we need to guide it. The way to do this is to provide a GADT such that
pattern-matching on the GADT guides the induction. Understanding this in
the abstract is nigh impossible, so let's look at the final answer:
> plusZero :: SNat m -> (m + Zero) :~: m
> plusZero SZero = Refl
> plusZero (SSucc m') = case plusZero m' of Refl -> Refl
We'll go through this slowly.
In the first equation, pattern matching on the input tells us that `m ~ Zero`,
according to the type of `SZero :: SNat Zero`. Thus, the right-hand side needs
to prove (that is, have the type of) that `(Zero + Zero) :~: Zero`. But our
first equation for `+` applies to the left-hand type there, so really we need
to prove that `Zero :~: Zero`. That's sure easy -- they're the same! So we
just use `Refl`, and GHC infers that we want that `Refl` to prove `Zero :~:
Zero`. The first case is all set.
In the second equation, we learn that `m ~ Succ m'` for some `m'`. (Again,
we have learned this by consulting the type for `SSucc`.) So, the right-hand
side needs to have type `(Succ m' + Zero) :~: Succ m'`. The left-hand side
here reduces to `Succ (m' + Zero)`. So we're left needing to find something
with type (that is, left needing to prove) `Succ (m' + Zero) :~: Succ m'`.
We could do this, if only we had a way of knowing that `(m' + Zero) :~: m'`.
But we do! Just use recursion. That's what the `plusZero m'` call does: it
produces something of type `(m' + Zero) :~: m'`. We pattern-match on this,
finding `Refl`, and then GHC can assume that `(m' + Zero) ~ m'`. With this
assumption, the type `(m + Zero) :~: m` (our original type of the result
of `plusZero`) reduces to `Succ m' :~: Succ m'`, which is surely easy to
prove with `Refl`. QED.
Note that we cannot just use `plusZero m'` as the right-hand side of the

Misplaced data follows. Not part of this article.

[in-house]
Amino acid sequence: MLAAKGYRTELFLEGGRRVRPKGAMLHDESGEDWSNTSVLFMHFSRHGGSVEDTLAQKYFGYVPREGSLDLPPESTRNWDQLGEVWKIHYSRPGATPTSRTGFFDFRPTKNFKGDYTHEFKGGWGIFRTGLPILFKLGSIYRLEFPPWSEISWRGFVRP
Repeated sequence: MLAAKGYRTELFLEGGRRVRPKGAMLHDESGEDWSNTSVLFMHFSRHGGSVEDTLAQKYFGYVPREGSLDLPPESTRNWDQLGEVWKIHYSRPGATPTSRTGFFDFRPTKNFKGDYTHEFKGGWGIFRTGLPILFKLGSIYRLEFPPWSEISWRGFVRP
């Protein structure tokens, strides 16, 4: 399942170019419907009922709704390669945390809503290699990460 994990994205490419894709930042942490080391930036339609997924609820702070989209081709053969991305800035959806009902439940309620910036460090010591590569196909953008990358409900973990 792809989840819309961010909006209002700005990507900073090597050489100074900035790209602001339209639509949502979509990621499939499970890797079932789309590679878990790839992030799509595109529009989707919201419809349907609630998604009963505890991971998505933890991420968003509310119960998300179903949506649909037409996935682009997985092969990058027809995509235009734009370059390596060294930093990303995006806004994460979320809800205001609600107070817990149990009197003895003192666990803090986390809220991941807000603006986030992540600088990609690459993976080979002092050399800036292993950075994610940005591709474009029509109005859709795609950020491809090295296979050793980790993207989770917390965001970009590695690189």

equation. Even though `plusZero m'` is indeed `Refl`, it has the wrong
type! `plusZero m'` has type `(m' + Zero) :~: m'`, but we need something
of type `(Succ m' + Zero) :~: Succ m'`. We are thus left to pattern-match,
get out a `Refl`, and then produce another `Refl`.
Taking a step back, what have we done here? We've encoded a proof reasoned by
induction using a function defined by recursion. This is possible because
*induction and recursion are the same* (essentially). Think about it: when can
you use induction? When you can prove a base case and, assuming a fact is true
for smaller elements, you can prove it for larger elements. When can you use
recursion? When you can write a base case and, assuming the function works on
smaller elements, you can make it work on larger elements. The link here
between a technique of mathematical logic -- induction -- and a technique of
function programming -- recursion -- is not incidental. It forms a part of the
[Curry-Howard
correspondence](https://en.wikipedia.org/wiki/Curry%E2%80%93Howard_correspondence).
Type arguments
--------------
The `plusZero` function is good for the first equation of `reverseVec`'s `go`,
but we need a further fact to get the second equation to type-check. We need
to know that `(m + Succ n) :~: Succ (m + n)`. Here is an attempt at the proof:
```haskell
plusSucc :: SNat m -> (m + Succ n) :~: Succ (m + n)
plusSucc SZero = Refl
plusSucc (SSucc m') = case plusSucc m' of Refl -> Refl
```
But, alas, we get a type error:
• Couldn't match type ‘m + 'Succ n0’ with ‘m + 'Succ n’
Expected type: SNat m -> (m + 'Succ n) :~: 'Succ (m + n)
Actual type: SNat m -> (m + 'Succ n0) :~: 'Succ (m + n0)
NB: ‘+’ is a type function, and may not be injective
The type variable ‘n0’ is ambiguous
• In the ambiguity check for ‘plusSucc’
To defer the ambiguity check to use sites, enable AllowAmbiguousTypes
In the type signature:
plusSucc :: SNat m -> (m + Succ n) :~: Succ (m + n)
The problem is, essentially, that from a call `plusSucc m`, GHC has no way
to figure out exactly what we're trying to prove. Do we want
`(m + Succ Zero) :~: Succ (m + Zero)`? Do we want
`(m + Succ (Succ Zero)) :~: Succ (m + Succ Zero)`? Indeed, there are an infinite
family of facts that `plusSucc m` appears to prove. This situation is no good.
GHC detects this sad state of affairs just by looking at the type of `plusSucc`.
You can disable the check by specifying `AllowAmbiguousTypes` as a `LANGUAGE`
extension, as I have done in this file. Doing so allows the type to get through,
but then our use of `plusSucc` in the recursive case shows trouble: GHC still
doesn't know what we're trying to prove.
Once again, it's time just to reveal the answer:
> plusSucc :: forall n m. SNat m -> (m + Succ n) :~: Succ (m + n)